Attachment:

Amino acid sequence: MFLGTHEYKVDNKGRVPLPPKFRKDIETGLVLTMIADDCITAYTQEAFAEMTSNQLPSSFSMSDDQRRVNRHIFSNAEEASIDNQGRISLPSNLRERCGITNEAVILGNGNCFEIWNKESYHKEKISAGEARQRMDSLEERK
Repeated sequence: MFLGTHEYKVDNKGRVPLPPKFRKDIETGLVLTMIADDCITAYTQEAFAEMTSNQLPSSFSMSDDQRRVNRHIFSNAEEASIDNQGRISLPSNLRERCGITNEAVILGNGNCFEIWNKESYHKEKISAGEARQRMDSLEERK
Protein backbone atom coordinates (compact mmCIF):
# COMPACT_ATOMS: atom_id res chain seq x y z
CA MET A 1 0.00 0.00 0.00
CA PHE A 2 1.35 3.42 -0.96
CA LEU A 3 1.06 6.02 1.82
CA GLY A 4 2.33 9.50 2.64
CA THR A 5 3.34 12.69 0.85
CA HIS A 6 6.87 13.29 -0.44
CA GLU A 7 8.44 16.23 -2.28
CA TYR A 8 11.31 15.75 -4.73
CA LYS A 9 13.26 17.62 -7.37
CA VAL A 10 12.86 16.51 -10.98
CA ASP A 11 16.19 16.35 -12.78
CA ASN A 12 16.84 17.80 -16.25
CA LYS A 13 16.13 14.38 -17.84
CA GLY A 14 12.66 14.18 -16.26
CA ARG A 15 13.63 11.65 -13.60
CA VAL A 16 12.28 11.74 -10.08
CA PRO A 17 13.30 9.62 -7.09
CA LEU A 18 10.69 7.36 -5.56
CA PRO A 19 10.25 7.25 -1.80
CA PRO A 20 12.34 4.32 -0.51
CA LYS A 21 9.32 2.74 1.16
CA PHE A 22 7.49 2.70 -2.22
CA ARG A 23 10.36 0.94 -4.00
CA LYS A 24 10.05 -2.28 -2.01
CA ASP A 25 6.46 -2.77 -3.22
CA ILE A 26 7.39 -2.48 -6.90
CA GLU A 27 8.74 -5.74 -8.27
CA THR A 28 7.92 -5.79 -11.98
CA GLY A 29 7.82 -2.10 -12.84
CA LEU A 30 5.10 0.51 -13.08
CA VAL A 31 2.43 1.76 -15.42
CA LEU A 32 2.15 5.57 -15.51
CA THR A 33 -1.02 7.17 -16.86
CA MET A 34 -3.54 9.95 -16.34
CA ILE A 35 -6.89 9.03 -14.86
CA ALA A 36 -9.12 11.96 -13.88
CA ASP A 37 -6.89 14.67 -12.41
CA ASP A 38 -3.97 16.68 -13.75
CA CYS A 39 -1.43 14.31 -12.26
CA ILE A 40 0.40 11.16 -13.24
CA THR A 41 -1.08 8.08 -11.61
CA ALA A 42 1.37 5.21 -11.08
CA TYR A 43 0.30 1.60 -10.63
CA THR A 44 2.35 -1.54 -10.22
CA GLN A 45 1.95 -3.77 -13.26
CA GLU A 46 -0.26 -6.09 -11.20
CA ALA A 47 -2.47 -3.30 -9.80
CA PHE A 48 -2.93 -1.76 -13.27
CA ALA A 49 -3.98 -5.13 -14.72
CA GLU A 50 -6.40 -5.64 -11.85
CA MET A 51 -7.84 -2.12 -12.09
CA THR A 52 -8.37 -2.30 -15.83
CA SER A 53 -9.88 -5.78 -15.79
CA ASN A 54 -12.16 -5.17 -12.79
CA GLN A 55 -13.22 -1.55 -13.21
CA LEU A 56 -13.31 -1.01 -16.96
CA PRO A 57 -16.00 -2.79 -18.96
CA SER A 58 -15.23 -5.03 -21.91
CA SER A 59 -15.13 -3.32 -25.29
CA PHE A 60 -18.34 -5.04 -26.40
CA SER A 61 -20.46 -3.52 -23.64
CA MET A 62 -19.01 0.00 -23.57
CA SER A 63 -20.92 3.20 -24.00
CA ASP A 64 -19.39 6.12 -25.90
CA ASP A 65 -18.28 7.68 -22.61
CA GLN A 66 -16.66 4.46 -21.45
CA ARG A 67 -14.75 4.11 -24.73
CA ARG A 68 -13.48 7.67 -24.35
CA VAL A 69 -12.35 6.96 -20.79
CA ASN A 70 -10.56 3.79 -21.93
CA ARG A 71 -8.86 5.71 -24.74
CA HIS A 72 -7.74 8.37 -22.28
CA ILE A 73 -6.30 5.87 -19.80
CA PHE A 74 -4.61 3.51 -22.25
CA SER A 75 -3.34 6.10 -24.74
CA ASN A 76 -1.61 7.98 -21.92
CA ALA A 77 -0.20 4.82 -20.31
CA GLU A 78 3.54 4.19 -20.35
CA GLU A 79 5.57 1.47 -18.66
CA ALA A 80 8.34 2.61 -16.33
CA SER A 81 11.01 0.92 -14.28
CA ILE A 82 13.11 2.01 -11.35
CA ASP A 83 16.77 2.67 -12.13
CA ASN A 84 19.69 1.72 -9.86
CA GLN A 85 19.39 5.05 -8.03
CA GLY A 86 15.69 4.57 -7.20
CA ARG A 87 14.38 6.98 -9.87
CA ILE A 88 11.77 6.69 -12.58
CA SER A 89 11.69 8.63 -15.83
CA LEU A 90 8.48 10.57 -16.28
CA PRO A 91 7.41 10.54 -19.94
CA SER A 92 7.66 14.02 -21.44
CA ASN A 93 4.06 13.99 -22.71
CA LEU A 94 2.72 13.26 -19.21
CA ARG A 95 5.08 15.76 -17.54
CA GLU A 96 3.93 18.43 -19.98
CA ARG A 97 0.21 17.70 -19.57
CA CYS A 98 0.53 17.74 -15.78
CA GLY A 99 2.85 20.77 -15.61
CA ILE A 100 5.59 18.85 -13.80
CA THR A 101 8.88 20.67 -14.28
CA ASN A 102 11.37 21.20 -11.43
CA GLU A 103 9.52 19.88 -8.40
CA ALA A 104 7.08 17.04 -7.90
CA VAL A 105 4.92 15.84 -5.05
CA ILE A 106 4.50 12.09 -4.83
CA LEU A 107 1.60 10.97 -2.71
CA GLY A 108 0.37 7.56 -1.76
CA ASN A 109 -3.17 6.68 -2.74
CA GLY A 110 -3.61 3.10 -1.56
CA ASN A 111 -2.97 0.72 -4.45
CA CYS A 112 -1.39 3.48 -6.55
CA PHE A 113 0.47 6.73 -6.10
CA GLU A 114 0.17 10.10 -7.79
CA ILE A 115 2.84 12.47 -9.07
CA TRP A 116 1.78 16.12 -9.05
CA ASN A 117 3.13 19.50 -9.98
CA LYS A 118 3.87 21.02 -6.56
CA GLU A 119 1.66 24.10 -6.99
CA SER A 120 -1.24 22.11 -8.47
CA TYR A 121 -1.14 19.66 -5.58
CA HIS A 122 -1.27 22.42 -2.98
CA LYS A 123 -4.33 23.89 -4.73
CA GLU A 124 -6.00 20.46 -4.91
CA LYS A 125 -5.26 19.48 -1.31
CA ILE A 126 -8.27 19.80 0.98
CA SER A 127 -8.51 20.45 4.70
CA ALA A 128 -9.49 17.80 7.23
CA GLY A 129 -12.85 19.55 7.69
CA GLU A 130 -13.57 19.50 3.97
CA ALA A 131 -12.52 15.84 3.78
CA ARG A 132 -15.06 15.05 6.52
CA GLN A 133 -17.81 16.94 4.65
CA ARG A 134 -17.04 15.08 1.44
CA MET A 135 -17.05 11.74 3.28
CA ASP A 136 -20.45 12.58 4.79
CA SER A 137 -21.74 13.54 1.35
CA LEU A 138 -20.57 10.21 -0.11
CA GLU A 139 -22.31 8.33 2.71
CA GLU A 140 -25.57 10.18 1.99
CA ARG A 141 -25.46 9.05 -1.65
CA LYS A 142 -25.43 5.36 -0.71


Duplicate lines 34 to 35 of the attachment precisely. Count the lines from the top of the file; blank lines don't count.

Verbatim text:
CA LEU A 30 5.10 0.51 -13.08
CA VAL A 31 2.43 1.76 -15.42